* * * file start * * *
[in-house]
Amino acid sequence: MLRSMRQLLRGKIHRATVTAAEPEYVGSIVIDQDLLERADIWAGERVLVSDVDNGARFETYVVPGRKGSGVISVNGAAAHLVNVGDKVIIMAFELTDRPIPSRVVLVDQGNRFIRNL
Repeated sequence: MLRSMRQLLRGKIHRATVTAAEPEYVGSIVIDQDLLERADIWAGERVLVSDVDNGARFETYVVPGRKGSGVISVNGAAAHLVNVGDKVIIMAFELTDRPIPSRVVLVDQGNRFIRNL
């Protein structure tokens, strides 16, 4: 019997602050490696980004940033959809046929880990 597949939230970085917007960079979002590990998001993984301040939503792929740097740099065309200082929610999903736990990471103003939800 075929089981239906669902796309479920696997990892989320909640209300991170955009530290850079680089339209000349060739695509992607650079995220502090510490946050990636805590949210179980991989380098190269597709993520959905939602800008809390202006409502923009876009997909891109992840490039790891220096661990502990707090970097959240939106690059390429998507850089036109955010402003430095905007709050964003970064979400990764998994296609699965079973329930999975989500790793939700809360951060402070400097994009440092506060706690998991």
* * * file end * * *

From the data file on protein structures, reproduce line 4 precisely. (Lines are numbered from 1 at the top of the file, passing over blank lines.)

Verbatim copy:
């Protein structure tokens, strides 16, 4: 019997602050490696980004940033959809046929880990 597949939230970085917007960079979002590990998001993984301040939503792929740097740099065309200082929610999903736990990471103003939800 075929089981239906669902796309479920696997990892989320909640209300991170955009530290850079680089339209000349060739695509992607650079995220502090510490946050990636805590949210179980991989380098190269597709993520959905939602800008809390202006409502923009876009997909891109992840490039790891220096661990502990707090970097959240939106690059390429998507850089036109955010402003430095905007709050964003970064979400990764998994296609699965079973329930999975989500790793939700809360951060402070400097994009440092506060706690998991």